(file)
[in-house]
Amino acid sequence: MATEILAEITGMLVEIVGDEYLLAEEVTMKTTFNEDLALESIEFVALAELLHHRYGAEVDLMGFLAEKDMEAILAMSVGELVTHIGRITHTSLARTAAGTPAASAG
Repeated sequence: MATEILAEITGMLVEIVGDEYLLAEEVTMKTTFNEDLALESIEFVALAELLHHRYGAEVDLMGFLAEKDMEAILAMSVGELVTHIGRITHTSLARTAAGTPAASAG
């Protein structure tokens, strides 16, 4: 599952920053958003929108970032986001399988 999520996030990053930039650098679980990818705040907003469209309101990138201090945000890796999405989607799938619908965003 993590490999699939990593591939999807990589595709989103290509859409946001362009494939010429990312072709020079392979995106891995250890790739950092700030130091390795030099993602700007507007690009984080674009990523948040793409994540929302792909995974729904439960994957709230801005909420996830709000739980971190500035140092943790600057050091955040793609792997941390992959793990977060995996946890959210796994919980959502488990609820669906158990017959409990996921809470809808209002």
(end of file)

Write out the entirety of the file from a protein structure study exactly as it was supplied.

[in-house]
Amino acid sequence: MATEILAEITGMLVEIVGDEYLLAEEVTMKTTFNEDLALESIEFVALAELLHHRYGAEVDLMGFLAEKDMEAILAMSVGELVTHIGRITHTSLARTAAGTPAASAG
Repeated sequence: MATEILAEITGMLVEIVGDEYLLAEEVTMKTTFNEDLALESIEFVALAELLHHRYGAEVDLMGFLAEKDMEAILAMSVGELVTHIGRITHTSLARTAAGTPAASAG
């Protein structure tokens, strides 16, 4: 599952920053958003929108970032986001399988 999520996030990053930039650098679980990818705040907003469209309101990138201090945000890796999405989607799938619908965003 993590490999699939990593591939999807990589595709989103290509859409946001362009494939010429990312072709020079392979995106891995250890790739950092700030130091390795030099993602700007507007690009984080674009990523948040793409994540929302792909995974729904439960994957709230801005909420996830709000739980971190500035140092943790600057050091955040793609792997941390992959793990977060995996946890959210796994919980959502488990609820669906158990017959409990996921809470809808209002």